Will they or won’t they? That’s the big question investors in movie theater chain AMC Entertainment Holdings ( are asking themselves. Most of the company’s U.S. locales were reopened last week, and as of this Friday, 99% of them should be up and running. But will film fans actually trust the steps AMC has taken to curb the spread of the coronavirus and risk spending time in a crowded indoor theater? The company’s very survival may be at stake. )
There’s no black-and-white answer. Some consumers were never afraid of COVID-19, while others may never see a movie on the big screen again. Most people are somewhere in between those two extremes, though, and at least a little less fearful than they were a year ago.
Perhaps the more meaningful question to ask is whether enough people will step foot in a movie theater this year to undo AMC Entertainment’s incredible 2020 misfortune. The theater chain lost nearly $4.6 billion last year on 77% less revenue than it generated in 2019. COVID-19 is of course the culprit.
While the stock’s 145% run-up from February’s low jibes with the optimistic rhetoric surrounding the stock now, this is still a troubled company facing a tough future. This optimism may be misplaced.
No middleman needed anymore
Don’t misunderstand me: This year will almost certainly be a better one. The analyst community is modeling 100% revenue growth this year, matched by a loss of only $3.52 per share versus last year’s loss of $39.15. Next year’s loss is expected to be an even more modest $0.88 per share. Profitability is preferable, but progress is rewardable.
It’s an outlook, however, that ignores a huge paradigm shift in the way movies are being marketed to consumers. Simply put, studios are increasingly OK with bypassing theaters.
Case in point: AT&T‘s ( WarnerMedia debuted Wonder Woman 1984 in theaters in December at the same time it became available for a limited time as a streaming title for the company’s HBO Max subscribers. The company didn’t offer specific viewer metrics, but given its follow-up decision to offer the same dual-viewability for all of its flicks this year, clearly the company did well enough with the direct-to-consumer approach compared to box office takes. )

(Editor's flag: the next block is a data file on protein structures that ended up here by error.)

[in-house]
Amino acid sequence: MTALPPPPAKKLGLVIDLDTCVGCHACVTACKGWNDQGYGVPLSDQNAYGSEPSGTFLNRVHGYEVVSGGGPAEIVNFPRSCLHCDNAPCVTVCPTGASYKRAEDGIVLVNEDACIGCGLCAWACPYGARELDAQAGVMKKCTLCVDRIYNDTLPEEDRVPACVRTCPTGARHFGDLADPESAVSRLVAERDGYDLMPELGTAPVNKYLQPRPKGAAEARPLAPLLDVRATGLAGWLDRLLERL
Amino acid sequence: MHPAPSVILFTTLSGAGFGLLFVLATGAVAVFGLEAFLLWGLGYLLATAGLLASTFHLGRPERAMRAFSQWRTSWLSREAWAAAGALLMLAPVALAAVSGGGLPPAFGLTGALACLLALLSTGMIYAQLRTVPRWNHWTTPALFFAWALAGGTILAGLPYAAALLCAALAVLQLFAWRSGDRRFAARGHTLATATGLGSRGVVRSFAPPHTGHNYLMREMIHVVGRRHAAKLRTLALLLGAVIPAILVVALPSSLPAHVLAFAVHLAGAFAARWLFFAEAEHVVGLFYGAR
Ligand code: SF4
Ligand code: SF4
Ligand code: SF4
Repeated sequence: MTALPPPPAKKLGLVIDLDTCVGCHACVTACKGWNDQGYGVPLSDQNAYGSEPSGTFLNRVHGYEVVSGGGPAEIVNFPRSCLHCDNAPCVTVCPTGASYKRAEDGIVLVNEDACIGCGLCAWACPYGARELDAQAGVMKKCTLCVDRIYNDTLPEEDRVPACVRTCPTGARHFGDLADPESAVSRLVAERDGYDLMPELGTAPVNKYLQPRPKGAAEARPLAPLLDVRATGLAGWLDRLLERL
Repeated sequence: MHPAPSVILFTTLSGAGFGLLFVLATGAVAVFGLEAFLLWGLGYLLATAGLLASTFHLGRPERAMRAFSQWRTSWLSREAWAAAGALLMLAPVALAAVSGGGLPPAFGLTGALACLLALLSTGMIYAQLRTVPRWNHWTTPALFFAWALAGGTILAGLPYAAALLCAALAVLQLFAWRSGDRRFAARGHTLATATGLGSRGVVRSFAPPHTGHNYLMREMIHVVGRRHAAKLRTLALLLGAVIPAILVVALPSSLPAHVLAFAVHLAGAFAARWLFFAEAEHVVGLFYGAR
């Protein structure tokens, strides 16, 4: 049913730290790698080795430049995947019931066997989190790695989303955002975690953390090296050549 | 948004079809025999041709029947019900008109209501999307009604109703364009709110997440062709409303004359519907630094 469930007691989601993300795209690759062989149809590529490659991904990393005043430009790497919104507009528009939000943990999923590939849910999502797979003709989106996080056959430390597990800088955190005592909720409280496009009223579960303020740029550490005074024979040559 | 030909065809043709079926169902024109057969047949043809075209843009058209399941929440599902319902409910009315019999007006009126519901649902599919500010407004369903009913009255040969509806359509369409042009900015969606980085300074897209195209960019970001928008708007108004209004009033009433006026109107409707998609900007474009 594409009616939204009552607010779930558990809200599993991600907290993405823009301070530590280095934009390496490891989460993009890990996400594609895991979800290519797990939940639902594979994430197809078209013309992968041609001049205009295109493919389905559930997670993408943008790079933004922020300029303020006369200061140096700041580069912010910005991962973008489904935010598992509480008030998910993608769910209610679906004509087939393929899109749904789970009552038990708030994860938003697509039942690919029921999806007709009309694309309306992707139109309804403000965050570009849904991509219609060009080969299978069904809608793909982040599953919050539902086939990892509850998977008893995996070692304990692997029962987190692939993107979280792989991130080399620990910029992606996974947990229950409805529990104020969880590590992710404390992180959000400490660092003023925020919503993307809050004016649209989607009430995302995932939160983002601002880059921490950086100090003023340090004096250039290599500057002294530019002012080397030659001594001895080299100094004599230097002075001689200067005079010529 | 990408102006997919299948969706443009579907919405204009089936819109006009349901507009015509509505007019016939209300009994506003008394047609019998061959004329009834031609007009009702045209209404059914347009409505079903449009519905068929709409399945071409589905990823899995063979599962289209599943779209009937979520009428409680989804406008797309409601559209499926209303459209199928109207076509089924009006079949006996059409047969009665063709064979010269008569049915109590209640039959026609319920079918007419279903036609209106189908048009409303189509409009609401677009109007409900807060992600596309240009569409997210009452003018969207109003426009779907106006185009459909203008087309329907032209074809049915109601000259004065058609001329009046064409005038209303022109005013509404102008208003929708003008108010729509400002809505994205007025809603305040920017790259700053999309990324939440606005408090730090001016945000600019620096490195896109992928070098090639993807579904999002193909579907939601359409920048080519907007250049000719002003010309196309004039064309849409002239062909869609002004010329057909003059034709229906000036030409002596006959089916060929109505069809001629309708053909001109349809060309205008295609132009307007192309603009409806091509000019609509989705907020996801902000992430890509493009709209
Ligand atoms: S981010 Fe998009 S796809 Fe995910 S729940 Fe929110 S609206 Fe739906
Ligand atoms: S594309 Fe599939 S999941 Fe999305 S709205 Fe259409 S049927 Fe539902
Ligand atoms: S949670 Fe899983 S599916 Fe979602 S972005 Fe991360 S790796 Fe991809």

In a similar vein, Walt Disney ( found enough success with Mulan as a pay-per-view title last year — selling it to subscribers of an ) streaming service — to prompt a top-down reorganization that prioritizes streaming over all other media channels. Comcast‘s ( film arm Universal found surprising success with Trolls World Tour as a direct-to-consumer movie, despite its originally being planned as a springtime theatrical release, prompting NBCUniversal CEO Jeff Shell to tell the Wall Street Journal shortly thereafter that, “As soon as theaters reopen, we expect to release movies on both formats” — meaning in theaters as well as streaming pay-per-views. )
Consumers are getting comfy at home too
So studios are ready for the shift, but what about consumers?
Take it all with a grain of salt, since consumers can (and do) say one thing then do another. Still, consumer opinions help paint a picture of what’s on their minds. And a sizable swath of them are permanently leery of entering crowded theaters, especially when the same entertainment is available in the safety of their own homes.
Data from a Deloitte survey published in December puts things in perspective. Once the pandemic is in the rearview mirror, 35% of U.S. consumers indicate they’re likely to see newly released films in actual movie theaters. Not bad. But 42% of U.S. consumers say their post-pandemic enjoyment of new feature films will probably happen at home.
And that survey was taken while the dust was still settling on consumers’ optimization of at-homesettings. NPD Group reports sales of televisions were up 19% over the course of last year, largely driven by the 82% growth in sales of 70-inch (and bigger) TV sets. These buyers are still figuring out how to get the most out of their investments, but is sure to be a part of the mix.
By themselves, these wouldn’t be terrifying numbers for a reasonably healthy industry. But the theater business wasn’t particularly healthy headed into the coronavirus pandemic. BoxOfficeMojo’s data says movie ticket sales have been relatively stagnant since 2015, while annual per-theater revenue has been trending lower since the early 1990s. Total sales of individual tickets peaked in the early 2000s, according to data from theater industry database The Numbers.
Translation: The only thing that’s really kept the theater industry growing in recent years has been higher prices and more scale, which is now proving unnecessary.
AMC Entertainment is entering its post-pandemic recovery already on the defensive.
Keep your hopes tempered
None of this has deterred investors from following AMC. Some films are just best seen on a big screen. While down sharply on Monday, there’s a reason shares started rallying again in mid-February, racing to new 52-week highs earlier this month.
That’s a gain likely rooted more in hope and reopened theaters than in plausible numbers of patrons, though. As reality sets in this year, it will become clearer that AMC Entertainment can never be what it used to be, no matter how much of a rebound it has from 2020’s lull. Adjust your investment expectations accordingly.
This article represents the opinion of the writer, who may disagree with the “official” recommendation position of a Motley Fool premium advisory service. We’re motley! Questioning an investing thesis — even one of our own — helps us all think critically about investing and make decisions that help us become smarter, happier, and richer.